More midriff, cleavage and muscle is seen in MTV's popular television docusoaps such as The Real World, Jersey Shore or Laguna Beach than in the average American household. Semi-naked brawny Adonises and even more scantily clad thin women strut around on screen simply to grab the audience's attention. In the process, they present a warped view to young viewers about how they should look. Such docusoaps are definitely more ideal than real, say Mark Flynn of the Coastal Carolina University and Sung-Yeon Park of Bowling Green State University in the US. The findings, which scrutinize the stars in reality programs, are published in Springer's journal Sex Roles.
The study is among the first to closely scrutinize how body ideals are depicted on US reality television. A content analysis of 299 episodes were done of the popular MTV docusoaps Jersey Shore, Laguna Beach, The Real World, The Hills and Newport Harbor, aired between 2004 and 2011. Each reality star's body type and clothing were noted, as well as how often they showed some flesh on camera.
Such docusoaps have a huge following among young people, who are in general the most susceptible group to develop body image disturbances and eating disorders in the U.S. In this television genre, real people portray themselves and are filmed seemingly unscripted as they live out and experience events. Research has shown that regular viewers of reality television perceive the heavily edited programming to be highly realistic.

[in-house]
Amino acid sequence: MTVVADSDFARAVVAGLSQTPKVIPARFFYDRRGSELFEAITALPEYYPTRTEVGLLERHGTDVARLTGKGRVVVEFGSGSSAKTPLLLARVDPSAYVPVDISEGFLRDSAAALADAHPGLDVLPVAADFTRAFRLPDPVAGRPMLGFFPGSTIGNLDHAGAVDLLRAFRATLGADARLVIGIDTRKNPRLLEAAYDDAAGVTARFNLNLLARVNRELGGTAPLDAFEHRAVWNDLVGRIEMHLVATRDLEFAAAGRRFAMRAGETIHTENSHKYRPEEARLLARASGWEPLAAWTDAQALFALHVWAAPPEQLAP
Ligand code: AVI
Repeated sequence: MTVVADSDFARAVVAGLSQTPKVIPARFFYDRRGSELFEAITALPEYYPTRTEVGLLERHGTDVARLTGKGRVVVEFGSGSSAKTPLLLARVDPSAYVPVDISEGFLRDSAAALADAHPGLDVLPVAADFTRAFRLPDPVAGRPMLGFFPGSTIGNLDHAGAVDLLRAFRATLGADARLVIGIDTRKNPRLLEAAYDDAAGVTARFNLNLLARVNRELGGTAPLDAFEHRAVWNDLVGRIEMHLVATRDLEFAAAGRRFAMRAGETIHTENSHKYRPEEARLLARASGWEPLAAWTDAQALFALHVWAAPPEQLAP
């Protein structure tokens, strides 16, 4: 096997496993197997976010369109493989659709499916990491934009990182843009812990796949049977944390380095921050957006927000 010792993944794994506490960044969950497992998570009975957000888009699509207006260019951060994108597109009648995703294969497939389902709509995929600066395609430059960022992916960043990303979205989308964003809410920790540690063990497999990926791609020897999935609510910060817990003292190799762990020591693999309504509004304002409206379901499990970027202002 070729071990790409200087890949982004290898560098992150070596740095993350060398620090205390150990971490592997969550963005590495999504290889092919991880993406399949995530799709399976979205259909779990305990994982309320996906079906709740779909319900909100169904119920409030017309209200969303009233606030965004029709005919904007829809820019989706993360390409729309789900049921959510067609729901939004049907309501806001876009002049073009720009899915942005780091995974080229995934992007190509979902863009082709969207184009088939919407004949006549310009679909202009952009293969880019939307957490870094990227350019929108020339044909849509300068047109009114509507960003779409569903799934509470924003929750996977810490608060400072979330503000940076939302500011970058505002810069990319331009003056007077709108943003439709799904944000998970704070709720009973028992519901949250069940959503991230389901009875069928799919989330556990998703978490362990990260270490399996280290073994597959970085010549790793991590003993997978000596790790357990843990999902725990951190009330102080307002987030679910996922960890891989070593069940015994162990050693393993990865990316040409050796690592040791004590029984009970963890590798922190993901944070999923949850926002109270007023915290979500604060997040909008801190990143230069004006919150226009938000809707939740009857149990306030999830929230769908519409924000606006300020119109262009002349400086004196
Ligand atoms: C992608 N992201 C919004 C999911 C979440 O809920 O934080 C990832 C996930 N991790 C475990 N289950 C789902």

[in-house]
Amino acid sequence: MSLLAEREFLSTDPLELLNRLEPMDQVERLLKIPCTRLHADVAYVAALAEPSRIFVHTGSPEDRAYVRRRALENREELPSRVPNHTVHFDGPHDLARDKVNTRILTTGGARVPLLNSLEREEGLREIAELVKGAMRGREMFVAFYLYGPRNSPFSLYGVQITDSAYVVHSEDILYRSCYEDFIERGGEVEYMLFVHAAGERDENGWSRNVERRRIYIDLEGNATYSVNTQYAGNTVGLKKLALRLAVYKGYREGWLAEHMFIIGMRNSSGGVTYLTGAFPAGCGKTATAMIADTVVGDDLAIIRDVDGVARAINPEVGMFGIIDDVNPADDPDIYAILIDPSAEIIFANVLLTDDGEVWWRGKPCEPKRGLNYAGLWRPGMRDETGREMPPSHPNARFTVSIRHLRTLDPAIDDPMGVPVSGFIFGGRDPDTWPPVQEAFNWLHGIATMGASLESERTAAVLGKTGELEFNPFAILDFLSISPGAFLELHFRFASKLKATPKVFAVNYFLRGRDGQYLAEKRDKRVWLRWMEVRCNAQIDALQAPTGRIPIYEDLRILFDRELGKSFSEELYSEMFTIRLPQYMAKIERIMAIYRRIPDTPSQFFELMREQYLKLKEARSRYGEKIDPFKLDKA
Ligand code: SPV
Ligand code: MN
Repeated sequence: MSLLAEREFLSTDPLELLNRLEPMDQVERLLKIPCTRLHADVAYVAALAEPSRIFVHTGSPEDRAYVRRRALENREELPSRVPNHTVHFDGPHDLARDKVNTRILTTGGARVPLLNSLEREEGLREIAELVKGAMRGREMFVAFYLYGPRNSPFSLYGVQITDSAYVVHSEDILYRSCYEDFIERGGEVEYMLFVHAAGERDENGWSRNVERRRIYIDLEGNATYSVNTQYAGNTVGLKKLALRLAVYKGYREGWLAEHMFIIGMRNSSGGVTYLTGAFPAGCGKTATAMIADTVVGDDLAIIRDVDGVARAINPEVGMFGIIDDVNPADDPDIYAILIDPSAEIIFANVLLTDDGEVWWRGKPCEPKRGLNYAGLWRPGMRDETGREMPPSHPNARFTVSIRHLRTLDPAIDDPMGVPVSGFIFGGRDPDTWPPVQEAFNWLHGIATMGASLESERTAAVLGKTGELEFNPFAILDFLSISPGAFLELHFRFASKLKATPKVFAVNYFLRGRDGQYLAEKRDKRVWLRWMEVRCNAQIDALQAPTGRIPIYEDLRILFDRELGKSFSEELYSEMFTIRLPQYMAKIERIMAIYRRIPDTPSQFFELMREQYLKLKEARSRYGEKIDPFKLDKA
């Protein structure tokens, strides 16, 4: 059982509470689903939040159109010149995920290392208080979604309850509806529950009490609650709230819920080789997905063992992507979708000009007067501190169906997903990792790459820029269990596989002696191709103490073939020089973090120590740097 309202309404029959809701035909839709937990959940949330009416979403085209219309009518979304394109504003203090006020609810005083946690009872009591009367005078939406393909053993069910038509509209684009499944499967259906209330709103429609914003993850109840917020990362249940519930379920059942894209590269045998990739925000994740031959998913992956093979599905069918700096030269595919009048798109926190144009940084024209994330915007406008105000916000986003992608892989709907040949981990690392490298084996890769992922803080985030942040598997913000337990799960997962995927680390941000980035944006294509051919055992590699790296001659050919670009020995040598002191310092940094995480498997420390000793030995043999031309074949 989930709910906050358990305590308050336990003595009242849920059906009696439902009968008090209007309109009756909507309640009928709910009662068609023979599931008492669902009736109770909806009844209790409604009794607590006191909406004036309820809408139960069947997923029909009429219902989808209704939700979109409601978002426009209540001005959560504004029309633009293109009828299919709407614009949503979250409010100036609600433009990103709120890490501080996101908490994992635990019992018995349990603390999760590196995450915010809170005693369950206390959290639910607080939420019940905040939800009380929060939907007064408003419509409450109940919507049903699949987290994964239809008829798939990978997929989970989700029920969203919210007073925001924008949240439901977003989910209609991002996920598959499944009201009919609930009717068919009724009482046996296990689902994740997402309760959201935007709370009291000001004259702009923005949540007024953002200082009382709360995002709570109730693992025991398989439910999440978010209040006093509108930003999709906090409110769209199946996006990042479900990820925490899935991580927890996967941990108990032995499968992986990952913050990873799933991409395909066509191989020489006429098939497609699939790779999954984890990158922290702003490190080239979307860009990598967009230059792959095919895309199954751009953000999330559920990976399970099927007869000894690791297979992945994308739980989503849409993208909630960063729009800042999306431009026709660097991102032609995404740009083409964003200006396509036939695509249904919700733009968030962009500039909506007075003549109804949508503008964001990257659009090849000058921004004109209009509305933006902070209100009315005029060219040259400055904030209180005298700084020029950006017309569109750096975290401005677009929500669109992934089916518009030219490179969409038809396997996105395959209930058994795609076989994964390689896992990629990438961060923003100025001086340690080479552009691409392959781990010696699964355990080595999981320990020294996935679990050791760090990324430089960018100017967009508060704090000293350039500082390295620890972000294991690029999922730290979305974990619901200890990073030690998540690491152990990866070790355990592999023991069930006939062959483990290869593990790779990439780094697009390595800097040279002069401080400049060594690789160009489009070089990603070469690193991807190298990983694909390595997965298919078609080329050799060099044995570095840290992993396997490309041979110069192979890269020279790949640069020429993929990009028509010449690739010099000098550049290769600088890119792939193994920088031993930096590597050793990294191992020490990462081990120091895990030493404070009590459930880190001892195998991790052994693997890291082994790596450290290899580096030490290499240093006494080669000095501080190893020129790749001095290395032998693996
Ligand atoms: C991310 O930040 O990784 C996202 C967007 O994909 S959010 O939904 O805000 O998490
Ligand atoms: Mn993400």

The implicit assumption about these programs is that anyone can be on them, and that reality stars are just "normal people." Not so, report Flynn and his colleagues, after finding that the body types featured are more ideal than real. In fact, the percentage of lean bodies seen in docusoaps is almost the reverse of what is really happening in the US general population. Two in every three Americans are either overweight or obese, while not one docusoap included in the study's sample features someone obese. Instead, two-thirds of the women and three-quarters of the men in them have very little body fat. Half of all participants are either curvaceously thin or muscularly lean, depending on their gender.
Docusoaps were also found to be "unreal" in how often the reality stars - and especially those blessed with an ideal body type - strut around partially or fully naked on screen. Nine out of ten women's bodies are at least minimally exposed, and close to one-third are partially or fully undressed. Almost half of the men appear on screen either partially or fully nude.
Flynn says there is a definite shift away from the general acceptance of overweight men on television. When it comes to looks, the bar is now being lifted even higher for men than it is for women.
"Although these shows are labelled as reality-based, the bodies displayed in them are highly idealized," says Flynn, who believes that long-term exposure to MTV docusoaps may have as much, if not greater, impact on the self-objectification of men as it does on women.